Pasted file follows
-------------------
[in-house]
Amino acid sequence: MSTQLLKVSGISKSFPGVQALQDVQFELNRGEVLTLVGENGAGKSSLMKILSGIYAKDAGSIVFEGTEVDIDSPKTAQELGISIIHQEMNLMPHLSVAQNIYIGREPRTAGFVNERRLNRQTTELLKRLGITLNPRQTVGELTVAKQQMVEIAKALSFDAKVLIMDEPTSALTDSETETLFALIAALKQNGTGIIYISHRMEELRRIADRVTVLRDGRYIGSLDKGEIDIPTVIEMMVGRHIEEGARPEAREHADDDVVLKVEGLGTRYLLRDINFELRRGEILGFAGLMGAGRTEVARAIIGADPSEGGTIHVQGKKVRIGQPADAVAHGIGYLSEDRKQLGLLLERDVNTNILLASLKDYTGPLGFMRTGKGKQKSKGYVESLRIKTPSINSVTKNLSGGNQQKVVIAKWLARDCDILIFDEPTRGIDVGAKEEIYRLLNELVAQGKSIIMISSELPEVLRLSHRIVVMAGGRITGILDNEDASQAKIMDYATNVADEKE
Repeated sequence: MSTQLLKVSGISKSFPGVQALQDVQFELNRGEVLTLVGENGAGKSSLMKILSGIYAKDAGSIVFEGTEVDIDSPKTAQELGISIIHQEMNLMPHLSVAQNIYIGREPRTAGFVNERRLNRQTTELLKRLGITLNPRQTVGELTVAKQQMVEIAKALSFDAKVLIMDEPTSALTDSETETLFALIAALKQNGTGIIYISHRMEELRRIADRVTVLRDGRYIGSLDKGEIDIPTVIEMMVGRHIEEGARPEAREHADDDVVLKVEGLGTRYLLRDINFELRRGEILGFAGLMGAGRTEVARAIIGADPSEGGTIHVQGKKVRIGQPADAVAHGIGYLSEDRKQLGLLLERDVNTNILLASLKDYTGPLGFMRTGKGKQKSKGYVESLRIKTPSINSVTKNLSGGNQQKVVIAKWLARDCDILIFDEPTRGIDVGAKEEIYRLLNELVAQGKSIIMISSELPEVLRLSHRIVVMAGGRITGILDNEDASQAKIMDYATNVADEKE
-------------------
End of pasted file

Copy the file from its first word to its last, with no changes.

[in-house]
Amino acid sequence: MSTQLLKVSGISKSFPGVQALQDVQFELNRGEVLTLVGENGAGKSSLMKILSGIYAKDAGSIVFEGTEVDIDSPKTAQELGISIIHQEMNLMPHLSVAQNIYIGREPRTAGFVNERRLNRQTTELLKRLGITLNPRQTVGELTVAKQQMVEIAKALSFDAKVLIMDEPTSALTDSETETLFALIAALKQNGTGIIYISHRMEELRRIADRVTVLRDGRYIGSLDKGEIDIPTVIEMMVGRHIEEGARPEAREHADDDVVLKVEGLGTRYLLRDINFELRRGEILGFAGLMGAGRTEVARAIIGADPSEGGTIHVQGKKVRIGQPADAVAHGIGYLSEDRKQLGLLLERDVNTNILLASLKDYTGPLGFMRTGKGKQKSKGYVESLRIKTPSINSVTKNLSGGNQQKVVIAKWLARDCDILIFDEPTRGIDVGAKEEIYRLLNELVAQGKSIIMISSELPEVLRLSHRIVVMAGGRITGILDNEDASQAKIMDYATNVADEKE
Repeated sequence: MSTQLLKVSGISKSFPGVQALQDVQFELNRGEVLTLVGENGAGKSSLMKILSGIYAKDAGSIVFEGTEVDIDSPKTAQELGISIIHQEMNLMPHLSVAQNIYIGREPRTAGFVNERRLNRQTTELLKRLGITLNPRQTVGELTVAKQQMVEIAKALSFDAKVLIMDEPTSALTDSETETLFALIAALKQNGTGIIYISHRMEELRRIADRVTVLRDGRYIGSLDKGEIDIPTVIEMMVGRHIEEGARPEAREHADDDVVLKVEGLGTRYLLRDINFELRRGEILGFAGLMGAGRTEVARAIIGADPSEGGTIHVQGKKVRIGQPADAVAHGIGYLSEDRKQLGLLLERDVNTNILLASLKDYTGPLGFMRTGKGKQKSKGYVESLRIKTPSINSVTKNLSGGNQQKVVIAKWLARDCDILIFDEPTRGIDVGAKEEIYRLLNELVAQGKSIIMISSELPEVLRLSHRIVVMAGGRITGILDNEDASQAKIMDYATNVADEKE